When Myopic Managers Must Mark to Market

51 Pages Posted: 12 Feb 2019 Last revised: 28 Oct 2020

See all articles by Adam C. Kolasinski

Adam C. Kolasinski

Texas A&M University - Department of Finance

Nan Yang

Hong Kong Polytechnic University - School of Accounting and Finance

Date Written: October 23, 2020

Abstract

While prior research suggests strict, fair-value-based securities accounting rules cause banks to sell securities into negative liquidity shocks, a value-destroying behavior called "liquidity feedback trading," the mechanism is uncertain. We find the sooner CEOs are permitted to sell their stock, the more prone are their banks to feedback trading. Furthermore, the sooner CEOs can sell, the more positive their banks' stock price reaction to news of accounting rule relaxation. We conclude incentives for excessive managerial short-term focus are a mechanism by which stricter accounting rules cause feedback trading. We find no evidence regulatory compliance concerns play a role.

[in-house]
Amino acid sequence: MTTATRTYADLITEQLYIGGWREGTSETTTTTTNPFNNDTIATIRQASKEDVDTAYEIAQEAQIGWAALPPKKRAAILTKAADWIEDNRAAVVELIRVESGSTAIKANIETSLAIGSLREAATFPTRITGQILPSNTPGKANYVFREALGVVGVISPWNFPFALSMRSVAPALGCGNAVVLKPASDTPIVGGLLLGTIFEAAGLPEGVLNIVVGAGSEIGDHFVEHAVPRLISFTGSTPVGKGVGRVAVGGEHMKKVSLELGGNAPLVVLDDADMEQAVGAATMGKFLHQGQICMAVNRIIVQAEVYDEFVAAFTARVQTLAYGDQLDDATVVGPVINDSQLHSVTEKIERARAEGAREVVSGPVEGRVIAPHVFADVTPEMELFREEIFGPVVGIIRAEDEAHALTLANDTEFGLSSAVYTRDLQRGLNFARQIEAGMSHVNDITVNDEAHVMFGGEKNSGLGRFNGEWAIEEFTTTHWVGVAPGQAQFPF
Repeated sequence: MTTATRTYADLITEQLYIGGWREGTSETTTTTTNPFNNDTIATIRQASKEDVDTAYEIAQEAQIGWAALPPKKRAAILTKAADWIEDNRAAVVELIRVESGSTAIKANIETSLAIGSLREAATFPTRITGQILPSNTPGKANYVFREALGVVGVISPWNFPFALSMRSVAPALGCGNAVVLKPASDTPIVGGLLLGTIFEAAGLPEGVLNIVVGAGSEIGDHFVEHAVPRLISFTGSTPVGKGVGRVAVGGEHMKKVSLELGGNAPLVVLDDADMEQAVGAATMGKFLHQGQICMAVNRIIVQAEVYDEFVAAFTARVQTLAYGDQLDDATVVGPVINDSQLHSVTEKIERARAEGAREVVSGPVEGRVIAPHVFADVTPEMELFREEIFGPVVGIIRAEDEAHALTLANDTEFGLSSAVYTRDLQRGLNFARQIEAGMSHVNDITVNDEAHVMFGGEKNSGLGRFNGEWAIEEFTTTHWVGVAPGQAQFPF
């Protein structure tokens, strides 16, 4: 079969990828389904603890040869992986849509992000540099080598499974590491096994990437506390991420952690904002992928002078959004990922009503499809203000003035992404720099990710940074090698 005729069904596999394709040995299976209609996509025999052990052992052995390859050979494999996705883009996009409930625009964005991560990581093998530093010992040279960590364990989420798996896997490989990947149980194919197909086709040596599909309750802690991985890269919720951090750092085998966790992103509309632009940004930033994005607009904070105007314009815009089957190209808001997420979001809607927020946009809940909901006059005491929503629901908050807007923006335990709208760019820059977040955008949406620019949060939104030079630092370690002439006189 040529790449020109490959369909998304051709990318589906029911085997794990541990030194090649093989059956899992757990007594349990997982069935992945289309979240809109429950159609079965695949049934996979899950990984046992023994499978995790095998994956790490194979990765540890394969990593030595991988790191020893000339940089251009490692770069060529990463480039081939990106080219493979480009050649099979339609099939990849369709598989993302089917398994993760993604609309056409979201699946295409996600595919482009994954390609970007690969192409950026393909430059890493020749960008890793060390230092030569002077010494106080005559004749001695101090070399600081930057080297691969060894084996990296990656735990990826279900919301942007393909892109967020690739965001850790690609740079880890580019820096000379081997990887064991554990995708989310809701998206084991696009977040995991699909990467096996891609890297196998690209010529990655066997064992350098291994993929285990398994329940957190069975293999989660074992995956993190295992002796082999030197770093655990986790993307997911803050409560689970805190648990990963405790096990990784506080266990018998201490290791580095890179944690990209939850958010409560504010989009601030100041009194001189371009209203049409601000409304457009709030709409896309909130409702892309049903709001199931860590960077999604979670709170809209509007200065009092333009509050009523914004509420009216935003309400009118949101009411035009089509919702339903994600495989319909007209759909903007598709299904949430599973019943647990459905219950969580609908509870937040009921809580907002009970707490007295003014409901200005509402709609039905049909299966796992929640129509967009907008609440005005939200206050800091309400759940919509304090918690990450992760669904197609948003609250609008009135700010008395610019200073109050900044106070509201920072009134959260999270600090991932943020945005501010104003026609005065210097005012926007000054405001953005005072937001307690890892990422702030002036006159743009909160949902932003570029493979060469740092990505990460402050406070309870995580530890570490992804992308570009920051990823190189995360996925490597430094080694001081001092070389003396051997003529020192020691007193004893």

Keywords: Financial Crisis, Banking, Bank Liquidity Provision, CEO Incentives, CEO Pay Duration, Capital Regulation, Real Earnings Management, Other-Than-Temporary Impairments

JEL Classification: G21, G28, G34, G38, M41, M43, M44

Suggested Citation

Kolasinski, Adam C. and Yang, Nan, When Myopic Managers Must Mark to Market (October 23, 2020). Available at SSRN: https://ssrn.com/abstract=3327659 or http://dx.doi.org/10.2139/ssrn.3327659

Adam C. Kolasinski (Contact Author)

Texas A&M University - Department of Finance ( email )

360 Wehner
College Station, TX 77843-4218
United States

Nan Yang

Hong Kong Polytechnic University - School of Accounting and Finance ( email )

Hung Hom
Kowloon
Hong Kong

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